Hey, Jeff Long is fist-bumping with Bill Hancock! I mean, how
nerdy cool is that?
In the meantime, they’ve got to sharpen their pencils and figure out a game plan for selling the public on how the biases and conflicts of interest on the playoff selection committee will totally not be a problem. There are a couple of ways to skin that cat from their perspective. And that’s the only perspective that matters.
The selection committee is scheduled to meet again April 2-3, again in the Dallas area. Their hope, according to Hancock, is to present a recusal policy to the CFP’s management committee — the 10 FBS commissioners and Notre Dame athletic director Jack Swarbrick — in time for consideration at that group’s meeting in late April.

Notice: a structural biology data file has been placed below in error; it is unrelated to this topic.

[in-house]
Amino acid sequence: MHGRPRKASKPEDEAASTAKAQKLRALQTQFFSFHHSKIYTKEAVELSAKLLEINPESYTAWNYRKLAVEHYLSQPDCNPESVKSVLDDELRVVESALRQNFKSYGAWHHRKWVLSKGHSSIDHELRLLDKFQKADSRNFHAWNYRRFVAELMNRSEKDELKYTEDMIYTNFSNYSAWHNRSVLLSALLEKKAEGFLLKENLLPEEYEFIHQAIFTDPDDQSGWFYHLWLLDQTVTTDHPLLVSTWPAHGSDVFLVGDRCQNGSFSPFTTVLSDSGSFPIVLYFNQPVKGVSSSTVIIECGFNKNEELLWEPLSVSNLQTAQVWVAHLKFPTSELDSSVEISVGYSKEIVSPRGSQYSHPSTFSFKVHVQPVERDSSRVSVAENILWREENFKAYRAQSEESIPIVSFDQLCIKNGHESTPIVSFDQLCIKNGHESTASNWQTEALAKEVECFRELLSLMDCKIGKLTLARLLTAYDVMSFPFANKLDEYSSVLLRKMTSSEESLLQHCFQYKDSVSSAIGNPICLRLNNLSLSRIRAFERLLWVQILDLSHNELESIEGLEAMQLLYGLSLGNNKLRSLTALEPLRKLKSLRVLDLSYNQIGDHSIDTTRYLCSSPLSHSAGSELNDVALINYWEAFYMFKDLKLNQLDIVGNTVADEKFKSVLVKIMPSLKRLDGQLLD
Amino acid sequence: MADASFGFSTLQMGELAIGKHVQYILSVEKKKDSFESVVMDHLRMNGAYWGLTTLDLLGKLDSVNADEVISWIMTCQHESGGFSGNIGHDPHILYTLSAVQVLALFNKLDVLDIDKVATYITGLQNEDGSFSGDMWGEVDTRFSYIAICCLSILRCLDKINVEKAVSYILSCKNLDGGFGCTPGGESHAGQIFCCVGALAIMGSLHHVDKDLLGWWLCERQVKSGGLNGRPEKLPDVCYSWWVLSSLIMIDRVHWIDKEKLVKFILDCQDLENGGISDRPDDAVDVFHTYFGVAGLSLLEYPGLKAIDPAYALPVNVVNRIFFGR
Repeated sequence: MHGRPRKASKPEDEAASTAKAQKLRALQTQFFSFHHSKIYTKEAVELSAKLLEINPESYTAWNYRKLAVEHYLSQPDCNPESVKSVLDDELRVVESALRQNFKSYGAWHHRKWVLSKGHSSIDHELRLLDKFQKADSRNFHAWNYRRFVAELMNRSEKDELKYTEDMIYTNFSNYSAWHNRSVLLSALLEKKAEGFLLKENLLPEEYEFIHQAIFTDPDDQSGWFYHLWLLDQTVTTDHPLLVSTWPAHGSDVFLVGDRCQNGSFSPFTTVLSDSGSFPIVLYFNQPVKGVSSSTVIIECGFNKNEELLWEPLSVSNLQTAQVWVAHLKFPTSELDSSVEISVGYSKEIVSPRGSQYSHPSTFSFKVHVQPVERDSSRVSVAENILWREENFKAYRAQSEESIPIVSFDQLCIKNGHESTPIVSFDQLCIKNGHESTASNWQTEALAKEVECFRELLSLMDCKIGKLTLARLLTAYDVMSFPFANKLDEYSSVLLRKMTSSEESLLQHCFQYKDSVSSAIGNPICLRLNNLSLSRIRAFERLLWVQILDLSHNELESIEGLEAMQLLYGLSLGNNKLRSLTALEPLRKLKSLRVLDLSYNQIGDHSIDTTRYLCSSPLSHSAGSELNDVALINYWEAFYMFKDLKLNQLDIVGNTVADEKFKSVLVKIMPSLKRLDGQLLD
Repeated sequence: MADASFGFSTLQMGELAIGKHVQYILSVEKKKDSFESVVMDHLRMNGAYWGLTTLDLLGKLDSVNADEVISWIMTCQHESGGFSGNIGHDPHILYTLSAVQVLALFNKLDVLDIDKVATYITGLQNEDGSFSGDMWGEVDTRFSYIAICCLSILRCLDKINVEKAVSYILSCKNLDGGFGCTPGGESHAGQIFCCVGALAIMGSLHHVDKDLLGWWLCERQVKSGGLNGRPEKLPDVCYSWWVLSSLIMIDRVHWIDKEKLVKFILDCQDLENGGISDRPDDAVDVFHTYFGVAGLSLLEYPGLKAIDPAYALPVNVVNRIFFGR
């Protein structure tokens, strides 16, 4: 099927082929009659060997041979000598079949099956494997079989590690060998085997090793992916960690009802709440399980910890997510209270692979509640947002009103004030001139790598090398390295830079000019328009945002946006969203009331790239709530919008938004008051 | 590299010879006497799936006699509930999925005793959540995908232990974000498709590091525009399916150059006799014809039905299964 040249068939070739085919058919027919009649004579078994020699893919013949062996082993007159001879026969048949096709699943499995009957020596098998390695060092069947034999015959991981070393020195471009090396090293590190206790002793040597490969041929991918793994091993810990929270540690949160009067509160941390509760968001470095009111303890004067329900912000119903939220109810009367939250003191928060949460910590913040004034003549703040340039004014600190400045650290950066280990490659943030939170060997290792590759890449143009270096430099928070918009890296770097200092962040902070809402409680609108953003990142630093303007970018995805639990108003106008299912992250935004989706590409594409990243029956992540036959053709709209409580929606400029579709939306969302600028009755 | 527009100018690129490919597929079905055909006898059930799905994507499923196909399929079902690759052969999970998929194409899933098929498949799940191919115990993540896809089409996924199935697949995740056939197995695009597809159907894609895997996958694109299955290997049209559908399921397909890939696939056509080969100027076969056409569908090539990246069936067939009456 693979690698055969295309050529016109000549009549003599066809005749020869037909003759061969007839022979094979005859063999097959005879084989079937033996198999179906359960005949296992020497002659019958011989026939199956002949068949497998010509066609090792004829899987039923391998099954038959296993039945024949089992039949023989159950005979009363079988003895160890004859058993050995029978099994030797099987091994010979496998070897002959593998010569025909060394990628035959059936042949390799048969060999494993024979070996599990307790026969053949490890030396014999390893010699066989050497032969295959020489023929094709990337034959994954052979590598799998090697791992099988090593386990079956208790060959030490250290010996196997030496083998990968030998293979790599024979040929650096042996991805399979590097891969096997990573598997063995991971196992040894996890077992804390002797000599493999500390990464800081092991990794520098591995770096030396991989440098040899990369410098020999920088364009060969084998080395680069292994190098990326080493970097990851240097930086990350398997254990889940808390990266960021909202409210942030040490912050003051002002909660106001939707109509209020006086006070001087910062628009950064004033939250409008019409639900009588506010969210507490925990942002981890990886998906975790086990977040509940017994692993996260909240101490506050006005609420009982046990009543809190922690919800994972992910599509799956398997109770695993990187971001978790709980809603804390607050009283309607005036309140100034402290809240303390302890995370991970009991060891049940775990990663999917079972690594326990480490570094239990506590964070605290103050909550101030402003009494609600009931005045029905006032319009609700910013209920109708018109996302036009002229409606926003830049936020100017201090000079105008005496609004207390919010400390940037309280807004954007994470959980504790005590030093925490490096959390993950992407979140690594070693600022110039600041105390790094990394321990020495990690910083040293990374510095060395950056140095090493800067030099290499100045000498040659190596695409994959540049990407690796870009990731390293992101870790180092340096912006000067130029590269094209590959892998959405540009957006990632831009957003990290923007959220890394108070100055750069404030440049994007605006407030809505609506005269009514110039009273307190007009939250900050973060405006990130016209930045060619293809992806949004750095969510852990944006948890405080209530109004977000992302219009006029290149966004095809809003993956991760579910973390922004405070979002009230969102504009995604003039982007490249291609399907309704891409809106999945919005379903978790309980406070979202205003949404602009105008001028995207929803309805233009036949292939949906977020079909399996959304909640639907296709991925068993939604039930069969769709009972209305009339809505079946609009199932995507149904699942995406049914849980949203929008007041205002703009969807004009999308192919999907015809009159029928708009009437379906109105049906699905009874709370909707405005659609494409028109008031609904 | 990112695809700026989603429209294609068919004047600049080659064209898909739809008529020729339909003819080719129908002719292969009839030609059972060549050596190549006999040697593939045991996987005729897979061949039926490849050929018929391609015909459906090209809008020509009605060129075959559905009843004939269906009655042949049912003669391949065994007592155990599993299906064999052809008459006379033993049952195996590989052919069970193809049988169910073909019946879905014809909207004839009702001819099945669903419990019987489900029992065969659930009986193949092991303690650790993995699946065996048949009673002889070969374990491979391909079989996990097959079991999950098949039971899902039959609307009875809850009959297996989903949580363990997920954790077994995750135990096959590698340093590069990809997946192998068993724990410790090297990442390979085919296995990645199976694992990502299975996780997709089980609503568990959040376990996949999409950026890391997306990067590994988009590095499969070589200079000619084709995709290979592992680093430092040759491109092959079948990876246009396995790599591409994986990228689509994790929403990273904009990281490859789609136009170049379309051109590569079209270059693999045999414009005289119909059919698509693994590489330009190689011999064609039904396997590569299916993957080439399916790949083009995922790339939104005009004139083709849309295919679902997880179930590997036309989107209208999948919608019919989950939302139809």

So what can they do? One, sell a procedure.
Long wouldn’t discuss specific possibilities under consideration. Although the CFP selection committee is modeled after its basketball counterpart, its decisions are expected to draw far more scrutiny. Controversy is probably unavoidable. But it’s imperative that, as far as possible, the committee’s policies and procedures anticipate and address potential issues. They can’t be making things up on the fly, or tweaking them after the fact.
Okay, if that doesn’t work, there’s another way to go. Sell the committee members.
“There’s many places you could draw the line,” Long said. “However, I think the overriding issue for us, too, is the integrity of the people. They were selected because of their high integrity. That will factor into the ultimate decision of what the recusal policy should be.”
Go ahead, you can trust them. Because those folks are completely different from everyone else with a hand in college athletics. Also, transparency.
Just remember, there’s nothing that can’t be fixed with a bigger playoff field. Brackets heal all wounds.